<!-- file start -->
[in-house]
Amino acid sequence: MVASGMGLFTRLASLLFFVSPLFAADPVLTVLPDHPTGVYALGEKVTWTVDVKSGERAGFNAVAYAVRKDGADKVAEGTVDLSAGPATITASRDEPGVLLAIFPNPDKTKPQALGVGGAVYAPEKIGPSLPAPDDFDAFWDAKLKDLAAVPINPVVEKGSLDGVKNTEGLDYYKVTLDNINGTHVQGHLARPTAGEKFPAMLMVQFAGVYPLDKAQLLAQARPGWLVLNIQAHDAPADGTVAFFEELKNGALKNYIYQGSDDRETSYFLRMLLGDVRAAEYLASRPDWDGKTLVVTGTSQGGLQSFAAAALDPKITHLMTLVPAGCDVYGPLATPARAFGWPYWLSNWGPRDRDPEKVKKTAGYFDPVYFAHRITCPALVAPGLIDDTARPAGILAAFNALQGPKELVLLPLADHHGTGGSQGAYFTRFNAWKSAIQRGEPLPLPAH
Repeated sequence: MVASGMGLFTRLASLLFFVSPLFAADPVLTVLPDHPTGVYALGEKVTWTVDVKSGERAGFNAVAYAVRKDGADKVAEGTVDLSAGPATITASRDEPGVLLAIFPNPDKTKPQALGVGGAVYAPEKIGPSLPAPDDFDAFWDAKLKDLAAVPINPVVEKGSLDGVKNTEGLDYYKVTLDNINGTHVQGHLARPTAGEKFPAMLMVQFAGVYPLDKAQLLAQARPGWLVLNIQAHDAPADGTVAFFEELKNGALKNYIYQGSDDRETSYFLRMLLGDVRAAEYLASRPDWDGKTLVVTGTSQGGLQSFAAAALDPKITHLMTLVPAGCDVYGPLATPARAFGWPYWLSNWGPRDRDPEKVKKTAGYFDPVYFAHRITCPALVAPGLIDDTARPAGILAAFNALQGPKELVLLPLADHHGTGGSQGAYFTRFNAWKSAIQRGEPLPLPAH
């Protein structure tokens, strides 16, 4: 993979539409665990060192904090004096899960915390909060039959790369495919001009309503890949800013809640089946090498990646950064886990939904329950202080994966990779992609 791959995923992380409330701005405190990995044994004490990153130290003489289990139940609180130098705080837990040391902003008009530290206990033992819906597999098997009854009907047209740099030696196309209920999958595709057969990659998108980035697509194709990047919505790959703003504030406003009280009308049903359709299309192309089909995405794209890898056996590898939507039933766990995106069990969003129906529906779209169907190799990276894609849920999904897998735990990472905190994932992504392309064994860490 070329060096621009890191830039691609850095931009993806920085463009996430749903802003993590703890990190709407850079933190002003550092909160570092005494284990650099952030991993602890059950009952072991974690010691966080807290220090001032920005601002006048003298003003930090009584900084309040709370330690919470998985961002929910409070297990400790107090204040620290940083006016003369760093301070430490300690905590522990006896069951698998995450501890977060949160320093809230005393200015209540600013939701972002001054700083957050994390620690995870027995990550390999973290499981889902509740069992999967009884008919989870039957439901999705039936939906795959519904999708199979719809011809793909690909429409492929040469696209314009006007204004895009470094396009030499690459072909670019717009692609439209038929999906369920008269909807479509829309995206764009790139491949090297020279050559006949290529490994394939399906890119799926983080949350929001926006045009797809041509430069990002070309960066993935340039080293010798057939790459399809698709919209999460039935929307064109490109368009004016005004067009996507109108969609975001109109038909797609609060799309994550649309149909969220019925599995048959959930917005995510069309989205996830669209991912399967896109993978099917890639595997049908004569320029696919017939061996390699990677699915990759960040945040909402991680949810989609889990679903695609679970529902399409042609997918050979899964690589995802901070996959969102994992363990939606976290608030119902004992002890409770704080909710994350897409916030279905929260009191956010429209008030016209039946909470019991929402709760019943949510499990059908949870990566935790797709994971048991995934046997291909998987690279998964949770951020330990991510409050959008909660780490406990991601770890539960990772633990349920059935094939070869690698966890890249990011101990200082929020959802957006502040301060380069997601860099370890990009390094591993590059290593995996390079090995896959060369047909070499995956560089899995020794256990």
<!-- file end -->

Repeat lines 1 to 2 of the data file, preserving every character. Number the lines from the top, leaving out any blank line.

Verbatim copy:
[in-house]
Amino acid sequence: MVASGMGLFTRLASLLFFVSPLFAADPVLTVLPDHPTGVYALGEKVTWTVDVKSGERAGFNAVAYAVRKDGADKVAEGTVDLSAGPATITASRDEPGVLLAIFPNPDKTKPQALGVGGAVYAPEKIGPSLPAPDDFDAFWDAKLKDLAAVPINPVVEKGSLDGVKNTEGLDYYKVTLDNINGTHVQGHLARPTAGEKFPAMLMVQFAGVYPLDKAQLLAQARPGWLVLNIQAHDAPADGTVAFFEELKNGALKNYIYQGSDDRETSYFLRMLLGDVRAAEYLASRPDWDGKTLVVTGTSQGGLQSFAAAALDPKITHLMTLVPAGCDVYGPLATPARAFGWPYWLSNWGPRDRDPEKVKKTAGYFDPVYFAHRITCPALVAPGLIDDTARPAGILAAFNALQGPKELVLLPLADHHGTGGSQGAYFTRFNAWKSAIQRGEPLPLPAH